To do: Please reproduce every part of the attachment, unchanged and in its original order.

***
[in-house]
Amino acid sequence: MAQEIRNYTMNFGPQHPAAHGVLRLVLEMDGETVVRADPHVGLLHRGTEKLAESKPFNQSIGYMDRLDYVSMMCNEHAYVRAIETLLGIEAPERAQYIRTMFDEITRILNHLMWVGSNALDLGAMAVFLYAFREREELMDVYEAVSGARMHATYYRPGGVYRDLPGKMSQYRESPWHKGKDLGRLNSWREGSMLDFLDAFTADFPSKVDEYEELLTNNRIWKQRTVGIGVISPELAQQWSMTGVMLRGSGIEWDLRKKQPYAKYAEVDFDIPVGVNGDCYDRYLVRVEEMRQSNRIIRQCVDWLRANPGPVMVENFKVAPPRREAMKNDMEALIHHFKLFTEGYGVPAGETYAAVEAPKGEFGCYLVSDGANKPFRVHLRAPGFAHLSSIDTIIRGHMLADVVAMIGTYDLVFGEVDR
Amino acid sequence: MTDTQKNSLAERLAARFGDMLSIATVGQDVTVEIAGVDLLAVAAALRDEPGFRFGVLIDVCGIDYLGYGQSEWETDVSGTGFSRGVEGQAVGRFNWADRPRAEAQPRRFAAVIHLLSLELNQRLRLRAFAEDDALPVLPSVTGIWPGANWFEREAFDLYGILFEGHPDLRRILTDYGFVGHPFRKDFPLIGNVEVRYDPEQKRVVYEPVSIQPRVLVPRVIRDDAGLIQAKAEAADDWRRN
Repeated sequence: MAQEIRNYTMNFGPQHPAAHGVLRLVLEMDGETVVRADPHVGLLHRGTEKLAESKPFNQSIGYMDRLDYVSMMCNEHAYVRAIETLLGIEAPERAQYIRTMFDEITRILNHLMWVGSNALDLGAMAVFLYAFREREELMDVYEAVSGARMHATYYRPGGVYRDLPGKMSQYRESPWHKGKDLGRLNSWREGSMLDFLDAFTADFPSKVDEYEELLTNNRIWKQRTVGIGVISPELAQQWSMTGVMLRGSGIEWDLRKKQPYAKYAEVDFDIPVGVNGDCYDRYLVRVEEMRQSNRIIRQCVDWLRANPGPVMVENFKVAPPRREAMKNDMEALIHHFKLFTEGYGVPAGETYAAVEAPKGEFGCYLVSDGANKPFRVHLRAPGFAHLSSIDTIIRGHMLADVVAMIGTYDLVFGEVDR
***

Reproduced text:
[in-house]
Amino acid sequence: MAQEIRNYTMNFGPQHPAAHGVLRLVLEMDGETVVRADPHVGLLHRGTEKLAESKPFNQSIGYMDRLDYVSMMCNEHAYVRAIETLLGIEAPERAQYIRTMFDEITRILNHLMWVGSNALDLGAMAVFLYAFREREELMDVYEAVSGARMHATYYRPGGVYRDLPGKMSQYRESPWHKGKDLGRLNSWREGSMLDFLDAFTADFPSKVDEYEELLTNNRIWKQRTVGIGVISPELAQQWSMTGVMLRGSGIEWDLRKKQPYAKYAEVDFDIPVGVNGDCYDRYLVRVEEMRQSNRIIRQCVDWLRANPGPVMVENFKVAPPRREAMKNDMEALIHHFKLFTEGYGVPAGETYAAVEAPKGEFGCYLVSDGANKPFRVHLRAPGFAHLSSIDTIIRGHMLADVVAMIGTYDLVFGEVDR
Amino acid sequence: MTDTQKNSLAERLAARFGDMLSIATVGQDVTVEIAGVDLLAVAAALRDEPGFRFGVLIDVCGIDYLGYGQSEWETDVSGTGFSRGVEGQAVGRFNWADRPRAEAQPRRFAAVIHLLSLELNQRLRLRAFAEDDALPVLPSVTGIWPGANWFEREAFDLYGILFEGHPDLRRILTDYGFVGHPFRKDFPLIGNVEVRYDPEQKRVVYEPVSIQPRVLVPRVIRDDAGLIQAKAEAADDWRRN
Repeated sequence: MAQEIRNYTMNFGPQHPAAHGVLRLVLEMDGETVVRADPHVGLLHRGTEKLAESKPFNQSIGYMDRLDYVSMMCNEHAYVRAIETLLGIEAPERAQYIRTMFDEITRILNHLMWVGSNALDLGAMAVFLYAFREREELMDVYEAVSGARMHATYYRPGGVYRDLPGKMSQYRESPWHKGKDLGRLNSWREGSMLDFLDAFTADFPSKVDEYEELLTNNRIWKQRTVGIGVISPELAQQWSMTGVMLRGSGIEWDLRKKQPYAKYAEVDFDIPVGVNGDCYDRYLVRVEEMRQSNRIIRQCVDWLRANPGPVMVENFKVAPPRREAMKNDMEALIHHFKLFTEGYGVPAGETYAAVEAPKGEFGCYLVSDGANKPFRVHLRAPGFAHLSSIDTIIRGHMLADVVAMIGTYDLVFGEVDR